At Crime Check Australia, we process police checks for both Australian national and overseas employees. We are one of a handful of accredited bodies that have been approved to facilitate police checks for people working at organisations across the country. So, as long as a person has at some point had an Australian address, we will be able to process their request.

This may not be the case for all accredited police checking services, so ensure that the one you recommend can accept overseas applications. That way, your overseas workers won’t need to go through a separate service to acquire their national police check.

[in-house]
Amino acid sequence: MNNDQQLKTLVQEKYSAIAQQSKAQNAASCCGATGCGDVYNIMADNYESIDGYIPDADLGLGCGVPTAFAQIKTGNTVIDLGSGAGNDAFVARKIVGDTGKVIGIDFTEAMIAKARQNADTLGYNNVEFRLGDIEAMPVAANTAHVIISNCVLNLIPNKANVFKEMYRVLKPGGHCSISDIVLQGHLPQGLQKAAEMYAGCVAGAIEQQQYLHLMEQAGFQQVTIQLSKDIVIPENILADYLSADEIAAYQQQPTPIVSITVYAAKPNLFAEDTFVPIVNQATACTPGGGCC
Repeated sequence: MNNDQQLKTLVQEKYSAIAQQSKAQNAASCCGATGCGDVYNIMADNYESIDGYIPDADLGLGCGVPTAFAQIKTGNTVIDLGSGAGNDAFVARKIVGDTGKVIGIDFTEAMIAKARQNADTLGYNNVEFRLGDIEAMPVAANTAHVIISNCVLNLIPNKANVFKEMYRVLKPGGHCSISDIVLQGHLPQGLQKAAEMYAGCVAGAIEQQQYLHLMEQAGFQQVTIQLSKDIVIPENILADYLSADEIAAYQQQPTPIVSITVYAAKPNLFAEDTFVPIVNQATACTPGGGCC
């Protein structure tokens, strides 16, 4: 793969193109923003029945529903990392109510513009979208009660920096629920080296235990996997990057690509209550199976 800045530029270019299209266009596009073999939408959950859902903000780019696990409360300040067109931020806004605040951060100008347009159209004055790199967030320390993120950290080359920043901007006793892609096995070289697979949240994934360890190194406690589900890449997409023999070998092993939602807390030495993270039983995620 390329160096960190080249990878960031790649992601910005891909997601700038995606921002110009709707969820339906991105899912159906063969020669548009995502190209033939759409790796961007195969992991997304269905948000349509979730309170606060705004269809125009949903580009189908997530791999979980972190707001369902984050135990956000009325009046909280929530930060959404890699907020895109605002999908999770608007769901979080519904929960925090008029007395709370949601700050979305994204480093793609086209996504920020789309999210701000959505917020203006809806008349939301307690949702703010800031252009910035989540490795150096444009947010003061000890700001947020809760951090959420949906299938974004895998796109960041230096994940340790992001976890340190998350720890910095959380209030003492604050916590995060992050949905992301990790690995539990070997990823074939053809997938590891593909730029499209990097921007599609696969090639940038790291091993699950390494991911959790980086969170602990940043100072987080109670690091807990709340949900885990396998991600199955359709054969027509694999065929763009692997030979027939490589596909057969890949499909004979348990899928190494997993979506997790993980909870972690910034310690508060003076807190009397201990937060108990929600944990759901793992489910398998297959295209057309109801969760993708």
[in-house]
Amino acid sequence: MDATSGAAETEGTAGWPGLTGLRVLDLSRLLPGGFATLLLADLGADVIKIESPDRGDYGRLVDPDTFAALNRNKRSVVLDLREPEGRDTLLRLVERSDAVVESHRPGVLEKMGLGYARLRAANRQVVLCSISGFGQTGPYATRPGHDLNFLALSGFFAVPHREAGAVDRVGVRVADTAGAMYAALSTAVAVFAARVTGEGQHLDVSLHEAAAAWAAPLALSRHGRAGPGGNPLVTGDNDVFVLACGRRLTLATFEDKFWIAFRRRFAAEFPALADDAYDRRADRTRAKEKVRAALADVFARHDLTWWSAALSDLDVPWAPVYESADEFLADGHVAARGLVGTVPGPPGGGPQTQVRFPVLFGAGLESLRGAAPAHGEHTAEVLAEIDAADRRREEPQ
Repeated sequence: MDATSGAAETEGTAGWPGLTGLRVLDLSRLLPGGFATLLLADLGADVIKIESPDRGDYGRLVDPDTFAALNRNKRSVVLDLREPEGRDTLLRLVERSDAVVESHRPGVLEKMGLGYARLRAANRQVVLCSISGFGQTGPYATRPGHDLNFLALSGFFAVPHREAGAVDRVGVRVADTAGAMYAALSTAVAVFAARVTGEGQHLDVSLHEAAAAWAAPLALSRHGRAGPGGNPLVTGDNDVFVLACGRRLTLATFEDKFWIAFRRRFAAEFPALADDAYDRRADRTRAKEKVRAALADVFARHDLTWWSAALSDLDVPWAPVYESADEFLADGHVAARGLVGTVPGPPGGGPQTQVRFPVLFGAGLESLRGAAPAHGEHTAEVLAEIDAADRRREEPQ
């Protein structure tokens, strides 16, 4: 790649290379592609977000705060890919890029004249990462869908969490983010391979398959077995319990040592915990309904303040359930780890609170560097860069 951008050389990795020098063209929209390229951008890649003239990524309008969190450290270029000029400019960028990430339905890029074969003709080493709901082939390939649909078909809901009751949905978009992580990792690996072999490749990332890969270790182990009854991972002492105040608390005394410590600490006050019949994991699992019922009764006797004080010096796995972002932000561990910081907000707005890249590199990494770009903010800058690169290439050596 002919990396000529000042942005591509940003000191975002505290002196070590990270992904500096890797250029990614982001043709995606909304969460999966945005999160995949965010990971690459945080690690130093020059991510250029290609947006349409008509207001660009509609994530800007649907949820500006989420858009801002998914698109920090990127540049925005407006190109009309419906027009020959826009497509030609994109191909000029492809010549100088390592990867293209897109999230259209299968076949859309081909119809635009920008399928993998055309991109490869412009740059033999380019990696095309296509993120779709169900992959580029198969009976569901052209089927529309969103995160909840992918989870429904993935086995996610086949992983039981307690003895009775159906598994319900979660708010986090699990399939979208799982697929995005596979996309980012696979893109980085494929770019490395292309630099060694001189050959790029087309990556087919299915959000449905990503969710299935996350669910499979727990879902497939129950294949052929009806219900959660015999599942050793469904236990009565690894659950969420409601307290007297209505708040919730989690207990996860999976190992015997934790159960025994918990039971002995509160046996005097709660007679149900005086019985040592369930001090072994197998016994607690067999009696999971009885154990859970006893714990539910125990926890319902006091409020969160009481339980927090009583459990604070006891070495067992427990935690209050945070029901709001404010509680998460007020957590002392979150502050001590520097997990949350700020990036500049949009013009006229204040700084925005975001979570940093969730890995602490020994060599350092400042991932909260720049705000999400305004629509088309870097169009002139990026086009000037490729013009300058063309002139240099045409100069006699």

3. What Forms of Identification Will Be Required During a Background Check on Overseas Employees?

As mentioned above, when an applicant applies for a criminal record check, they must provide four types of identifying documentation. This includes one commencement document, one primary document, and two secondary documents. If most or all of their documentation is from their new country of residence, this could pose a problem.

The National Police Checking Service will only accept documents from a set list. These include:

  • Commencement documents: Australian passport, Australian visa, or certificate of resident status in Australia.
  • Primary documents: Australian driver’s licence, Australian marriage certificate, or a passport issued by a country other than Australia with a valid Australian entry stamp.
  • Secondary documents: Medicare card, Australian utility bill, or Australian Taxation Office assessment notice.